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Cognitive, Affective, & Behavioral Neuroscience

, Volume 18, Issue 5, pp 1000–1014 | Cite as

Attentional responses on an auditory oddball predict false memory susceptibility

  • John E. Kiat
  • Dianna Long
  • Robert F. Belli
Article

Abstract

Attention and memory are highly integrated processes. Building on prior behavioral investigations, this study assesses the link between individual differences in low-level neural attentional responding and false memory susceptibility on the misinformation effect, a paradigm in which false event memories are induced via misleading post-event information. Twenty-four subjects completed the misinformation effect paradigm after which high-density (256-channel) EEG data was collected as they engaged in an auditory oddball task. Temporal-spatial decomposition was used to extract two attention-related components from the oddball data, the P3b and Classic Slow Wave. The P3b was utilized as an index of individual differences in salient target attentional responding while the slow wave was adopted as an index of variability in task-level sustained attention. Analyses of these components show a significant negative relationship between slow-wave responses to oddball non-targets and perceptual false memory endorsements, suggestive of a link between individual differences in levels of sustained attention and false memory susceptibility. These findings provide the first demonstrated link between individual differences in basic attentional responses and false memory. These results support prior behavioral work linking attention and false memory and highlight the integration between attentional processes and real-world episodic memory.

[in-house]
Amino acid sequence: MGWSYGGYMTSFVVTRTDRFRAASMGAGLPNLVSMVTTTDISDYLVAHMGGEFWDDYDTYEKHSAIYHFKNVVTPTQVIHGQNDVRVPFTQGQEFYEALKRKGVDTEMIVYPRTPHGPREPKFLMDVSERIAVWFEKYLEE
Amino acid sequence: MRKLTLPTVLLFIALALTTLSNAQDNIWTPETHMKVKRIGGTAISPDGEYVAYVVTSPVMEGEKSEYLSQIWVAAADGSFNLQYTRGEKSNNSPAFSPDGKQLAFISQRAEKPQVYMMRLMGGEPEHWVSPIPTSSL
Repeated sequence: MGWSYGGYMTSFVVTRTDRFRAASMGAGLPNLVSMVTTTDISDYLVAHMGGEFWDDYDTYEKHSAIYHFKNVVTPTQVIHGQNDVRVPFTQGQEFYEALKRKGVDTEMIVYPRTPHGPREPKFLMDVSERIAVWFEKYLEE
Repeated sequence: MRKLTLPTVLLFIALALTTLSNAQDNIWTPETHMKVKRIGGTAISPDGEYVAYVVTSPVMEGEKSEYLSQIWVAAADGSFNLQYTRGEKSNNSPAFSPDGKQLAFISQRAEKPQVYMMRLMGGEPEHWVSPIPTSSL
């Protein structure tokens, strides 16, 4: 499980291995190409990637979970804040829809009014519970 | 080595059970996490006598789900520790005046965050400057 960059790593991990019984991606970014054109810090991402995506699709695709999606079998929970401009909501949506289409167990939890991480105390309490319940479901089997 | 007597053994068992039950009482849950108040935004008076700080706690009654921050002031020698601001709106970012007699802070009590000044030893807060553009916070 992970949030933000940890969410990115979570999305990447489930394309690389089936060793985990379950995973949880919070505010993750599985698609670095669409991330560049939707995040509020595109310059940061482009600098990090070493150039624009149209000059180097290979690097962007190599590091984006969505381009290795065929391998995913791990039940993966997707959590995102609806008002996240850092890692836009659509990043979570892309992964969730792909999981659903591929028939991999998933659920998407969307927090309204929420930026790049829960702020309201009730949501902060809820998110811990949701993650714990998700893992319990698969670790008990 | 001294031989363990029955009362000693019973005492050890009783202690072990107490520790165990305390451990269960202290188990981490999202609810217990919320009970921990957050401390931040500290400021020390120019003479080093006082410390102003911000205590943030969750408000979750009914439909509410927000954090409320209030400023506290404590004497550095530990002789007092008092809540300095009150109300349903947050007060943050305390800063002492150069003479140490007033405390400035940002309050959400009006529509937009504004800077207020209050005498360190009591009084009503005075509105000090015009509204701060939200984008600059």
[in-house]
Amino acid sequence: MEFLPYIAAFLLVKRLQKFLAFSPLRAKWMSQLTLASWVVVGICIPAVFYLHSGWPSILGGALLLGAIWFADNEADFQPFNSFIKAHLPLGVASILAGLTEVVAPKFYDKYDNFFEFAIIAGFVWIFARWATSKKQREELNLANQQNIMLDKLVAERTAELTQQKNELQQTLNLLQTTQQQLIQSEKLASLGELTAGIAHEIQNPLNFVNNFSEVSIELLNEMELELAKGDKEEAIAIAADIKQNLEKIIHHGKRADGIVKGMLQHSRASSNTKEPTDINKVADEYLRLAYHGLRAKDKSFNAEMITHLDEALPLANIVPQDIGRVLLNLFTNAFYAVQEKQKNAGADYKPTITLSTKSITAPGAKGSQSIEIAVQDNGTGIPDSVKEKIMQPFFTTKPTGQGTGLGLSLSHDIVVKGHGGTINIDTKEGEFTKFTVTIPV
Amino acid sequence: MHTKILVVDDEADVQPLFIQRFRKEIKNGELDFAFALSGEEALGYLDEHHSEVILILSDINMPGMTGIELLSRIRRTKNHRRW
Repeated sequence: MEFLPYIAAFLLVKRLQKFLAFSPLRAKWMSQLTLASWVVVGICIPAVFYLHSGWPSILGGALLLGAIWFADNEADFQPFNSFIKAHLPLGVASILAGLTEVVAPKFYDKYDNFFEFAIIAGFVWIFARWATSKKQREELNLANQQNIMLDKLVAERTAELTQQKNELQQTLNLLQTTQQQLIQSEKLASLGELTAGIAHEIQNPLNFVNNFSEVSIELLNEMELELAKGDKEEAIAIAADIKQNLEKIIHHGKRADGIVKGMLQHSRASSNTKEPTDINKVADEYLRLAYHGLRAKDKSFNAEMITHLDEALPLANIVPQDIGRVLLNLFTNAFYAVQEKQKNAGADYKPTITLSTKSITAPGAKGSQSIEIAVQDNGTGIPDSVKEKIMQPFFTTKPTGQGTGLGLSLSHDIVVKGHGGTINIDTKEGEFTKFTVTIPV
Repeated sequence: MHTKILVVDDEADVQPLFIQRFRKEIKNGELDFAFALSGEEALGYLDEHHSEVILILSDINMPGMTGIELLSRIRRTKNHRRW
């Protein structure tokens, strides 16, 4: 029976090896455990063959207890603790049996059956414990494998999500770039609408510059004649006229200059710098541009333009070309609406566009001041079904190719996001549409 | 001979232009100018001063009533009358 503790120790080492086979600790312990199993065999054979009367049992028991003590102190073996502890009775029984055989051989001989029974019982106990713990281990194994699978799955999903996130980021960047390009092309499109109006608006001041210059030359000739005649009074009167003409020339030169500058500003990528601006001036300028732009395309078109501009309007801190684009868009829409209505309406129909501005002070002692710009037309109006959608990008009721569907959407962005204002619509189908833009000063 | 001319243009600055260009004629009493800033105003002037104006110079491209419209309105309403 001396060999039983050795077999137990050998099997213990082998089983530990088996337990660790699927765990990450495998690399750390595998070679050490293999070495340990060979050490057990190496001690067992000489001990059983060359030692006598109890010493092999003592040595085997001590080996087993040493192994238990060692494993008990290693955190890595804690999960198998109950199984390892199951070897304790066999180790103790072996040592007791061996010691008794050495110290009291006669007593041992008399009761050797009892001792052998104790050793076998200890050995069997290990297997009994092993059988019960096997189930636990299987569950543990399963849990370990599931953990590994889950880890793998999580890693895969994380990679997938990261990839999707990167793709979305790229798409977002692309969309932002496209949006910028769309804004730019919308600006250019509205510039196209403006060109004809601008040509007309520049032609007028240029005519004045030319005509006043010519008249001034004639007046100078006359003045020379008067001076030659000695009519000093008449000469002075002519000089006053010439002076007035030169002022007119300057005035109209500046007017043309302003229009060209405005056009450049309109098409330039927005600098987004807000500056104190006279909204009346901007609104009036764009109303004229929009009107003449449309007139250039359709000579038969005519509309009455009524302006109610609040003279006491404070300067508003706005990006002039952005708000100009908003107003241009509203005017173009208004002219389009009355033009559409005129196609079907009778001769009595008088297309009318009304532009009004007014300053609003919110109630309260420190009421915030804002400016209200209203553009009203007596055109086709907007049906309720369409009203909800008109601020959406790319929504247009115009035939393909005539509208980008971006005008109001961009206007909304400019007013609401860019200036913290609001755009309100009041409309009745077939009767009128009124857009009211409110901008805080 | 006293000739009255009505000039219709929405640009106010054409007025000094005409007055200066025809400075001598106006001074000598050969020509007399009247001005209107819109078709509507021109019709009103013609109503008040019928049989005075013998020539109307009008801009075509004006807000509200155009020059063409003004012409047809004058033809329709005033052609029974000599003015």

Keywords

Episodic memory Attention False memory P300 Electroencephalography Oddball 

Notes

Funding

This research did not receive any specific grant from funding agencies in the public, commercial, or not-for-profit sectors.

Compliance with ethical standards

Conflict of interest

None.

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© Psychonomic Society, Inc. 2018

Authors and Affiliations

  1. 1.Department of PsychologyUniversity of Nebraska-LincolnLincolnUSA

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